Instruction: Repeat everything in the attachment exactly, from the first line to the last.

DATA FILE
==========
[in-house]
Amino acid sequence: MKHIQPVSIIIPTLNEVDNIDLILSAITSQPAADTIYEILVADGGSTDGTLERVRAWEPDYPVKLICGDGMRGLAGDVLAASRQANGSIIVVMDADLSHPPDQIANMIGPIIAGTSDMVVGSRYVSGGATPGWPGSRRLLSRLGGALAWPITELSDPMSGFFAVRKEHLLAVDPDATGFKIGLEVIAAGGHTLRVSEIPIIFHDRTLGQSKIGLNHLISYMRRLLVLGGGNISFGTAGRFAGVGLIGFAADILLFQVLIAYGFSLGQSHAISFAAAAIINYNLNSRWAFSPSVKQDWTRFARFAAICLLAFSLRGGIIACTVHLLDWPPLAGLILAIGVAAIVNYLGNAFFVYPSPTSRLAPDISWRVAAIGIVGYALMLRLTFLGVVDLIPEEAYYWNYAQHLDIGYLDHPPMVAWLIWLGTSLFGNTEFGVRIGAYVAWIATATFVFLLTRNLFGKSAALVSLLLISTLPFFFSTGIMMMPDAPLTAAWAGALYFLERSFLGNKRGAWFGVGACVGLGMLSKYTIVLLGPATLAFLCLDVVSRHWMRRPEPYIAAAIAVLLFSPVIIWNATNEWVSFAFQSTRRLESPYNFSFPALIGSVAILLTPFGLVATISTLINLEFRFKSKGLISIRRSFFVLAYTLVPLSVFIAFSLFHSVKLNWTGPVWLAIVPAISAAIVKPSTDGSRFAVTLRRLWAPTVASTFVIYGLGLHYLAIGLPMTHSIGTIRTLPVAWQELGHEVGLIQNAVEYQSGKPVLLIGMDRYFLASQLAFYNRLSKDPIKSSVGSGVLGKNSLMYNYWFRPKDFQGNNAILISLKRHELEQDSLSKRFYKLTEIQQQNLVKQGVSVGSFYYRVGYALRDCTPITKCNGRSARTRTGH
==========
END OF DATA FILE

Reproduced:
[in-house]
Amino acid sequence: MKHIQPVSIIIPTLNEVDNIDLILSAITSQPAADTIYEILVADGGSTDGTLERVRAWEPDYPVKLICGDGMRGLAGDVLAASRQANGSIIVVMDADLSHPPDQIANMIGPIIAGTSDMVVGSRYVSGGATPGWPGSRRLLSRLGGALAWPITELSDPMSGFFAVRKEHLLAVDPDATGFKIGLEVIAAGGHTLRVSEIPIIFHDRTLGQSKIGLNHLISYMRRLLVLGGGNISFGTAGRFAGVGLIGFAADILLFQVLIAYGFSLGQSHAISFAAAAIINYNLNSRWAFSPSVKQDWTRFARFAAICLLAFSLRGGIIACTVHLLDWPPLAGLILAIGVAAIVNYLGNAFFVYPSPTSRLAPDISWRVAAIGIVGYALMLRLTFLGVVDLIPEEAYYWNYAQHLDIGYLDHPPMVAWLIWLGTSLFGNTEFGVRIGAYVAWIATATFVFLLTRNLFGKSAALVSLLLISTLPFFFSTGIMMMPDAPLTAAWAGALYFLERSFLGNKRGAWFGVGACVGLGMLSKYTIVLLGPATLAFLCLDVVSRHWMRRPEPYIAAAIAVLLFSPVIIWNATNEWVSFAFQSTRRLESPYNFSFPALIGSVAILLTPFGLVATISTLINLEFRFKSKGLISIRRSFFVLAYTLVPLSVFIAFSLFHSVKLNWTGPVWLAIVPAISAAIVKPSTDGSRFAVTLRRLWAPTVASTFVIYGLGLHYLAIGLPMTHSIGTIRTLPVAWQELGHEVGLIQNAVEYQSGKPVLLIGMDRYFLASQLAFYNRLSKDPIKSSVGSGVLGKNSLMYNYWFRPKDFQGNNAILISLKRHELEQDSLSKRFYKLTEIQQQNLVKQGVSVGSFYYRVGYALRDCTPITKCNGRSARTRTGH